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Private foundation plans space telescope

Deep-space mission would hunt for hazardous near-Earth asteroids.

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The Sentinel space telescope would take a census of 500,000 asteroids.

If you've got a hankering to protect Earth from wayward asteroids — and a few hundred million dollars to spare — the B612 Foundation would like to talk to you.

On Thursday the non-profit group announced plans to develop and launch the first privately funded deep-space mission, a space telescope that would find and observe 90% of all near-Earth asteroids larger than 140 metres across. The group — named after the mythical B612 asteroid that is home to the fictional character the Little Prince — comprises planetary scientists, engineers, former astronauts and former NASA officials.

From a position on the opposite side of the Sun from Earth, the mission could spot potentially hazardous rocks that can’t be seen from Earth. The 50-centimetre infrared telescope, called Sentinel, could identify the asteroids 50–100 years before they hit Earth, says B612 member Scott Hubbard, a former director of NASA’s Ames Research Center in Mountain View, California, who is now an aeronautics researcher at Stanford University in Palo Alto, California.

Hubbard says that the mission, which would cost several hundred million dollars, is not a pie-in-the-sky endeavour. B612 is now negotiating to build the craft with Ball Aerospace, a company based in Boulder, Colorado, which built NASA’s Kepler telescope and components of NASA’s infrared Spitzer Space Telescope. Although the fundraising campaign for Sentinel officially begins today, the foundation already has seed money from several philanthropists, says B612 spokeswoman Diane Murphy. The group declined to say exactly how much it has raised and from whom.

Louis Friedman, co-founder of the Planetary Society, a non-profit group based in Pasadena, California, that promotes Solar System exploration, says that because the effort involves “credible people”, it could succeed. “Their mission is very good — just what many have been calling for,” says Friedman in an e-mail. He adds, however, that raising several hundred million dollars in private funds is “way more than has ever been even talked about.”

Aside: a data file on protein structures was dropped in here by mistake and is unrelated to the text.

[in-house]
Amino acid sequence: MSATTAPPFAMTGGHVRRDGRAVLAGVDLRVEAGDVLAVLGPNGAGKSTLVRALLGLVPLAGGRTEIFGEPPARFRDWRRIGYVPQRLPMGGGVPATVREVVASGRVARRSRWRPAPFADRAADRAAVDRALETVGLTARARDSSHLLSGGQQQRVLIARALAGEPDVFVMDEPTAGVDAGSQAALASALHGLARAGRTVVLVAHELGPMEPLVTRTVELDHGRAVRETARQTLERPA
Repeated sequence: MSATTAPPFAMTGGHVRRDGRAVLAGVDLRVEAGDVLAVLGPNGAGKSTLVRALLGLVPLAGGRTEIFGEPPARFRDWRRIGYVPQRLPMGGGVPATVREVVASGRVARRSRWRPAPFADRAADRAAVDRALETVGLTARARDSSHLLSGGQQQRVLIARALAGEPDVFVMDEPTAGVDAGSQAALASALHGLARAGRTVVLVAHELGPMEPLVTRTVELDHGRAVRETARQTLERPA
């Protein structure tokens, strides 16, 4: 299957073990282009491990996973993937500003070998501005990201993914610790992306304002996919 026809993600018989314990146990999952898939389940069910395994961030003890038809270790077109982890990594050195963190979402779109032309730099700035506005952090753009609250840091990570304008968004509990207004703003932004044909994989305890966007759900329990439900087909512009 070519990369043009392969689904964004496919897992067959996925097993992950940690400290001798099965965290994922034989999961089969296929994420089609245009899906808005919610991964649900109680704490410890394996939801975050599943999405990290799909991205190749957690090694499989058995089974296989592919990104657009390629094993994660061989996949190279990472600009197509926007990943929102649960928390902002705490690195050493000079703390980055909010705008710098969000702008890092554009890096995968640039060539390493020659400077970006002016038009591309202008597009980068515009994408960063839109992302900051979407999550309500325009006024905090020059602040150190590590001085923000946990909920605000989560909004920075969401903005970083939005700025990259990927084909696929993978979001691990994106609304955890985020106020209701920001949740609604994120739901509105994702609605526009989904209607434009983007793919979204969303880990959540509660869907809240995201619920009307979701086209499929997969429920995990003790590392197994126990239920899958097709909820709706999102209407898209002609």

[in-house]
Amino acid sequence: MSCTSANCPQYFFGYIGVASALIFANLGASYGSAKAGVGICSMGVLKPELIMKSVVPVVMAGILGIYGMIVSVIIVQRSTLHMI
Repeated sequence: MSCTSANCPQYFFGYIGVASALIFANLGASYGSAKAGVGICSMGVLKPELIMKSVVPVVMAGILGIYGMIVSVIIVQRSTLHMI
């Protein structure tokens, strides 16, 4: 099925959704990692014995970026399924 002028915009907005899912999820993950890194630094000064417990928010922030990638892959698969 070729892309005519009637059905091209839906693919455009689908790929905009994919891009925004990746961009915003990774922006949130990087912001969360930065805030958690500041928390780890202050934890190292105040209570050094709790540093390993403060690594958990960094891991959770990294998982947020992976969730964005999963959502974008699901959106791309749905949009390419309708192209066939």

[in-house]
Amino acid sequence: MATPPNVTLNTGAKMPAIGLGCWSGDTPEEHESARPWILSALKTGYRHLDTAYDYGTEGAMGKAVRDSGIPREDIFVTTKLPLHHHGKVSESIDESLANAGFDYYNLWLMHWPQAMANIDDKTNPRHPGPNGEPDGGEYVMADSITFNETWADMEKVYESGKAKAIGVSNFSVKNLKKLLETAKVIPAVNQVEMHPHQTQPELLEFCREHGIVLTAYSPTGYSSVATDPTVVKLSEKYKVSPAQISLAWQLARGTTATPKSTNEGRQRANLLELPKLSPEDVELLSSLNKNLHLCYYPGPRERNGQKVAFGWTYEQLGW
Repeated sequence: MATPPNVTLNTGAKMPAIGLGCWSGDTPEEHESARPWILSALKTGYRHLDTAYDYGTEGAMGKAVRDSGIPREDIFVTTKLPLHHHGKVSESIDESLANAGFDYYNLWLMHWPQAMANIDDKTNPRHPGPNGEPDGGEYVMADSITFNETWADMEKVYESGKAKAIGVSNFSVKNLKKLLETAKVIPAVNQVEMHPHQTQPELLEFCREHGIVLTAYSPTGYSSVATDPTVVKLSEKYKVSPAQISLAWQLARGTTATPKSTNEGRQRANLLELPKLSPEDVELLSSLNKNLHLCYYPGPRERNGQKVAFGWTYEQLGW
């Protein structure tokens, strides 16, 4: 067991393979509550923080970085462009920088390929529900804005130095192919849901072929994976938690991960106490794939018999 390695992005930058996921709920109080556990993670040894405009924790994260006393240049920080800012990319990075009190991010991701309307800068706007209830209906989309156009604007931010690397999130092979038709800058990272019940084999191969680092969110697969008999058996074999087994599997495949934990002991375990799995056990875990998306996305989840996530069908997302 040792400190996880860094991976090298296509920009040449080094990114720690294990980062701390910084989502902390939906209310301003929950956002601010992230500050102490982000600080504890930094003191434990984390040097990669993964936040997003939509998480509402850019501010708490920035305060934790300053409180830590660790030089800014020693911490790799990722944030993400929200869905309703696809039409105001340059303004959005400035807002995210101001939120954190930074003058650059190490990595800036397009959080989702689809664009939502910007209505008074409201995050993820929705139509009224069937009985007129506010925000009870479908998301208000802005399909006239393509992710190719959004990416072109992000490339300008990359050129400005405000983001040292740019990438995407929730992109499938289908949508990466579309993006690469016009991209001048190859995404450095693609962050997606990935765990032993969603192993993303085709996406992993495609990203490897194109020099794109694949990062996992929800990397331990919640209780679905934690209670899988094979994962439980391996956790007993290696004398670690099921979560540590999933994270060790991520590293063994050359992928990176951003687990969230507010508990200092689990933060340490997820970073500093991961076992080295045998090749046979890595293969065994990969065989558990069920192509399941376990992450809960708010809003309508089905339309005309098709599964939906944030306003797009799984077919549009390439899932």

Circling the Sun every eight months in a Venus-like orbit, the cryogenically cooled craft could be ready for launch as early as 2016. Sentinel’s data would be made public after an initial six months of processing the raw information. In taking a census of about 500,000 asteroids, Sentinel might identify new families among the near-Earth population. It could also spot good candidates for human exploration, notes foundation secretary Clark Chapman, a planetary scientist at the Southwest Research Institute in Boulder, Colorado. In 2010, the administration of US President Barack Obama announced the goal of humans landing on an asteroid by 2025, although specific plans have not been forthcoming.

With NASA’s proposed 2013 planetary-science budget poised to drop by 21% from this year’s funding, privately funded missions are a welcome contributor to space exploration. “There will likely be more of this sort of proposal as NASA disappears below the waves,” says aeronautical engineer Fred Culick of the California Institute of Technology in Pasadena, in an e-mail.

The non-profit Sentinel could also act as a guide for a for-profit effort to mine precious materials from asteroids. In April, Planetary Resources, based in Bellevue, Washington, announced that it would launch a series of small probes to identify the composition of up to 1 million near-Earth asteroids (see Nature; 2012). Sentinel’s observations could indicate which rocks are the most desirable materials for further examination, Hubbard says.

If Sentinel hews to a 2016 launch schedule, it would beat out a similar mission, the Near-Earth Object Camera (NEOCam), which Amy Mainzer of NASA’s Jet Propulsion Laboratory in Pasadena, California, and her colleagues first proposed to the space agency in 2005. NEOCam wasn’t selected for NASA’s competitive Discovery programme of medium-sized planetary science missions, which are capped at US$425 million. But in 2010 the agency gave the team money to continue development of the mission’s infrared detectors. NEOCam would carry the same size telescope as Sentinel but wouldn’t require cryogenic cooling. According to current NASA plans, the mission wouldn’t have a chance to compete in Discovery again until 2015.

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